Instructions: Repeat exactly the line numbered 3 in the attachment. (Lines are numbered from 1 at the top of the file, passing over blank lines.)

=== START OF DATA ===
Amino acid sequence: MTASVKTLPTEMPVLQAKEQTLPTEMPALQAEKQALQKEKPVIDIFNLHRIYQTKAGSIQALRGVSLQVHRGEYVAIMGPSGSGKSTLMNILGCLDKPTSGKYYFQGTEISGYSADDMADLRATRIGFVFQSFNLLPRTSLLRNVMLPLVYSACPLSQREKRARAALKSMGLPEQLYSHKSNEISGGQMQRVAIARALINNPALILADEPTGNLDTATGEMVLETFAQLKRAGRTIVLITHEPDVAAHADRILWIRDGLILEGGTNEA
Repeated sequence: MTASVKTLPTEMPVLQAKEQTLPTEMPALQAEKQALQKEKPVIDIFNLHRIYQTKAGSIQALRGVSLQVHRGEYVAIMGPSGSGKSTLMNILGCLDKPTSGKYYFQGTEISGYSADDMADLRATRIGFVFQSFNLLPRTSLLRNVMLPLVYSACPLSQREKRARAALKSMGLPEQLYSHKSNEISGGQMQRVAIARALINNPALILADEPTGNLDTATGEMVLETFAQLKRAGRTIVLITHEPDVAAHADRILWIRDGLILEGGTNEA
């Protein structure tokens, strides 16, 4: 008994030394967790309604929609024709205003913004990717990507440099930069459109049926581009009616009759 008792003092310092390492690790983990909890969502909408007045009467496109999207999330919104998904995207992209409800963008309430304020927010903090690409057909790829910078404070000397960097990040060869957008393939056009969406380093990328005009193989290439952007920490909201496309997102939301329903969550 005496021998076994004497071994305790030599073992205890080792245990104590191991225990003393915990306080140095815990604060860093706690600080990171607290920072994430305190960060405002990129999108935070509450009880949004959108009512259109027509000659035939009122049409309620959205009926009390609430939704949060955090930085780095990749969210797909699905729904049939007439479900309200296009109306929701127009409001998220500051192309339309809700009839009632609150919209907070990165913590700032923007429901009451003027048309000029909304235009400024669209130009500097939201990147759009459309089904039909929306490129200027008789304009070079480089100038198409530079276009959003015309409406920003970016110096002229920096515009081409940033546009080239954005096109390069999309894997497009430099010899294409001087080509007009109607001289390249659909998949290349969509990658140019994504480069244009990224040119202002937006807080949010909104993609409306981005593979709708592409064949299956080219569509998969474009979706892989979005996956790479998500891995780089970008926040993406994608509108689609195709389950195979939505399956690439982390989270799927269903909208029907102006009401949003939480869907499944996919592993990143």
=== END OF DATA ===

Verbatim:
């Protein structure tokens, strides 16, 4: 008994030394967790309604929609024709205003913004990717990507440099930069459109049926581009009616009759 008792003092310092390492690790983990909890969502909408007045009467496109999207999330919104998904995207992209409800963008309430304020927010903090690409057909790829910078404070000397960097990040060869957008393939056009969406380093990328005009193989290439952007920490909201496309997102939301329903969550 005496021998076994004497071994305790030599073992205890080792245990104590191991225990003393915990306080140095815990604060860093706690600080990171607290920072994430305190960060405002990129999108935070509450009880949004959108009512259109027509000659035939009122049409309620959205009926009390609430939704949060955090930085780095990749969210797909699905729904049939007439479900309200296009109306929701127009409001998220500051192309339309809700009839009632609150919209907070990165913590700032923007429901009451003027048309000029909304235009400024669209130009500097939201990147759009459309089904039909929306490129200027008789304009070079480089100038198409530079276009959003015309409406920003970016110096002229920096515009081409940033546009080239954005096109390069999309894997497009430099010899294409001087080509007009109607001289390249659909998949290349969509990658140019994504480069244009990224040119202002937006807080949010909104993609409306981005593979709708592409064949299956080219569509998969474009979706892989979005996956790479998500891995780089970008926040993406994608509108689609195709389950195979939505399956690439982390989270799927269903909208029907102006009401949003939480869907499944996919592993990143």